NBA On TV Today …

I want to talk about the NBA today; so, let me begin with an observation from Bob Molinaro last week in the Hampton Roads Virginian-Pilot:

Must-miss TV: It won’t help sagging NBA ratings that the injury-plagued, can’t-tell-the-players-without-a-scorecard Warriors — now 3-13 after a 142-94 national TV loss to Dallas — are scheduled for two dozen more nationwide appearances. You’d think ESPN and TNT would alter their schedules to avoid the league’s most unwatchable team. Not even Steve Kerr wants to watch this team.”

The prevailing media narrative is that the NBA is at the cutting edge of everything and that the NFL is mired in the Jurassic Period – – except that the NFL figured out how to do “flex scheduling” about 15 years ago and the NBA has not caught on yet.

Bob Molinaro is right; the NBA’s ratings are indeed sagging this year as compared to last year which was a down year as compared to the prior year.  You are not likely to hear much about that on ESPN, but the numbers don’t lie:

  • Eight of the first 10 games aired on TNT had lower ratings than the comparable game from last season.
  • Nine games this year (counting ones on ESPN and TNT) have failed to attract 1 million viewers according to Nielsen.  In all of the last regular season, there were only 19 games with that small a viewership; we are only about 20% into this season.

It is still far too early to make gloom-and-doom extrapolations for NBA TV performance this season, but I do think there are a few factors that play into the early season ratings decline:

  • There are 30 NBA teams; in about 24 of those markets, there is no realistic hope of the local team making it to the NBA Finals let alone winning it all.  With MLB just ended and with college football and the NFL hitting the most interesting parts of their seasons, those fans in those markets are turning to things that are more interesting.
  • The players don’t care about these early regular-season games either.  Forget the fact that you can watch players “dogging it” on the floor in just about every game you watch; remember that “load management” for star players has been going on for the last two to three weeks.  “Load management” is management-speak for “playing hooky”.  The big difference though is that if a kid plays hooky, a truant officer may be out looking for him to put him in school; in the NBA, the coaches, owners and league officials go out of their way to justify it.
  • Highly visible star players – – Kevin Durant and Steph Curry as examples – – are injured and not on display while the most highly anticipated player since LeBron James – Zion Williamson – is also injured and not on display.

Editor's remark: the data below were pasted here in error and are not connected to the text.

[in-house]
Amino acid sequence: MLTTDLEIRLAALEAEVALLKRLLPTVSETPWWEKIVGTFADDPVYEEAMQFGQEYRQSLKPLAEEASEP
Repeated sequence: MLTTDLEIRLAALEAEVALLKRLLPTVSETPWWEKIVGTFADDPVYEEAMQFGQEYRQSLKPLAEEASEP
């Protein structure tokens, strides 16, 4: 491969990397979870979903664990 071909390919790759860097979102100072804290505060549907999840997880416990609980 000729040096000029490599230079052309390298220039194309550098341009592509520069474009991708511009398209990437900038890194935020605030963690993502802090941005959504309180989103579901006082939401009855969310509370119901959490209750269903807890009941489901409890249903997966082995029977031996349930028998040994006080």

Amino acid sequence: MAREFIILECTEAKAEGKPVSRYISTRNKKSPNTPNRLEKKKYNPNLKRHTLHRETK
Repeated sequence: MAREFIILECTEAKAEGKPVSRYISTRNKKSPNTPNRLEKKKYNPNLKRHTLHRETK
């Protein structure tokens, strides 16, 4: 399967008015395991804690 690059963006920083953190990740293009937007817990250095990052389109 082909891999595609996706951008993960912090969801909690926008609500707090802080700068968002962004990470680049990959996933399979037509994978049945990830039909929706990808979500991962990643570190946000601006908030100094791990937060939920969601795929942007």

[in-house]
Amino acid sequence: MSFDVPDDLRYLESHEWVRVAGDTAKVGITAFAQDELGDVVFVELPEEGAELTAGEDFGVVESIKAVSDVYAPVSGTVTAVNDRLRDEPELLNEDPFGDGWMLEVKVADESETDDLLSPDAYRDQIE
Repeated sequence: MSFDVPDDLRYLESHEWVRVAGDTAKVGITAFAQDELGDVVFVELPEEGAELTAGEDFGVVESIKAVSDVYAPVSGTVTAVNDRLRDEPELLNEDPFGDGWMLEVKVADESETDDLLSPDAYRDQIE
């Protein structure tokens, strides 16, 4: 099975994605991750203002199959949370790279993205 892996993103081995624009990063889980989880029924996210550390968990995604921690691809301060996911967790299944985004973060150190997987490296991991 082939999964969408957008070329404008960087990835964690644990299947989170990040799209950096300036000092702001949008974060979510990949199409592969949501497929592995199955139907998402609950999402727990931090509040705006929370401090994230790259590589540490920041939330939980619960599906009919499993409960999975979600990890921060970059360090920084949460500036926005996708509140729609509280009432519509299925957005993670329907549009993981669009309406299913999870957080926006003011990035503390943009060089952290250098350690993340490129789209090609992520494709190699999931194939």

Among all these problems – – which are not getting very much play in the mass media – – NBA Commish, Adam Silver, is musing over scheduling changes some of which are:

  • Cut the regular season from 82 games to 78 games.  [Good start, Commish.  Now, get serious and cut the regular season to anywhere between 58 and 65 games.]
  • Create an in-season tournament involving all 30 teams.  The idea is to use regularly scheduled games to identify six division winners and then to add two teams based on the best other records and have that lead to a single-elimination round among those 8 teams.  [It is not clear to me that this will generate interest in markets where the team is on track to win 20-25 games in a season nor is it clear why the players would give a rat’s ass about this event.  Color me disinterested…]
  • Making the 7th and 8th slots in the NBA playoffs a play-in event.  The idea here is that the regular season will determine the teams finishing 7th thru 10th in each conference.  Under this idea, numbers 7 and 8 would play single elimination for the 7th seed and then the teams finishing 9th and 10th would play for the 8th seed.  [Currently 16 out of 30 (53.3%) teams make the playoffs.  Under the new proposal, 20 of the 30 teams (66.6%) of the teams would make the playoffs.  This is the Great Leap Backwards.]

Note that simple flex scheduling – the thing that the troglodytes in the NFL do – is not on the table for discussion.  The NBA is awash in cash thinks to the new TV rights deals that they signed several years ago; the owners are making money and the players are being highly compensated.  So, instead of worrying about how everyone involved here can make even more money – – surely not a bad idea for a business entity – – where is the thinking that says:

  • One way to make more money is to make the product better so that more people will want to consume more of it?

As they sometimes say in sports radio, “I’ll hang up and listen to your answer…”

And for the record, the NFL’s implementation of flex scheduling is far more complicated than the NBA’s implementation would generally be.  In order to move a game from Sunday afternoon to Sunday night, teams in 4 cities have to adjust and fans in 2 cities have to adjust their plans.  For many of the NBA games one could imagine flexing, the only change would be which city to send the national broadcasters to.  In plenty of cases, the starting time would not change at all.

Finally, in keeping with NBA stuff today, here is a comment from Greg Cote of the Miami Herald:

Another NBA milestone: LeBron became the first player in NBA history to have a triple-double against all 30 teams. That requires two things: 1) Being really good, and 2) Switching teams a fair amount.”

But don’t get me wrong, I love sports…….